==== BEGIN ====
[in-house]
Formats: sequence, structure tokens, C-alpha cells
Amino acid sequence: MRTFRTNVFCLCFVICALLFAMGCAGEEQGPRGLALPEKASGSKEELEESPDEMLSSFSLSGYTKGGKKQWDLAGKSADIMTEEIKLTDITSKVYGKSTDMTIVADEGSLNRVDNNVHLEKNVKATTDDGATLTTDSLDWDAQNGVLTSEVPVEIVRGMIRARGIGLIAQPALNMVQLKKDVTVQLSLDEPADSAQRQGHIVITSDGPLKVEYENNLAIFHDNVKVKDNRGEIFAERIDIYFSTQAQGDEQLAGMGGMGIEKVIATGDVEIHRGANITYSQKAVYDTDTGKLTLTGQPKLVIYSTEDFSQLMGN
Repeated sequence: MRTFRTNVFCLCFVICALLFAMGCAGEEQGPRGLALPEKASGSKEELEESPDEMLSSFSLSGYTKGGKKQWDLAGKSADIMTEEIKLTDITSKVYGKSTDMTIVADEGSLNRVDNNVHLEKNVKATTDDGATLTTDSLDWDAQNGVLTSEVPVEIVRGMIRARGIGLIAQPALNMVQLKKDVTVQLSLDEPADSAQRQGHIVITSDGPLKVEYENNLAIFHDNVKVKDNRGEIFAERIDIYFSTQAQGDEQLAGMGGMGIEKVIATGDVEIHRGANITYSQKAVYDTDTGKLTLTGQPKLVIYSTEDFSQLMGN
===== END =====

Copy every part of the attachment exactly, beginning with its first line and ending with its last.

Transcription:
[in-house]
Formats: sequence, structure tokens, C-alpha cells
Amino acid sequence: MRTFRTNVFCLCFVICALLFAMGCAGEEQGPRGLALPEKASGSKEELEESPDEMLSSFSLSGYTKGGKKQWDLAGKSADIMTEEIKLTDITSKVYGKSTDMTIVADEGSLNRVDNNVHLEKNVKATTDDGATLTTDSLDWDAQNGVLTSEVPVEIVRGMIRARGIGLIAQPALNMVQLKKDVTVQLSLDEPADSAQRQGHIVITSDGPLKVEYENNLAIFHDNVKVKDNRGEIFAERIDIYFSTQAQGDEQLAGMGGMGIEKVIATGDVEIHRGANITYSQKAVYDTDTGKLTLTGQPKLVIYSTEDFSQLMGN
Repeated sequence: MRTFRTNVFCLCFVICALLFAMGCAGEEQGPRGLALPEKASGSKEELEESPDEMLSSFSLSGYTKGGKKQWDLAGKSADIMTEEIKLTDITSKVYGKSTDMTIVADEGSLNRVDNNVHLEKNVKATTDDGATLTTDSLDWDAQNGVLTSEVPVEIVRGMIRARGIGLIAQPALNMVQLKKDVTVQLSLDEPADSAQRQGHIVITSDGPLKVEYENNLAIFHDNVKVKDNRGEIFAERIDIYFSTQAQGDEQLAGMGGMGIEKVIATGDVEIHRGANITYSQKAVYDTDTGKLTLTGQPKLVIYSTEDFSQLMGN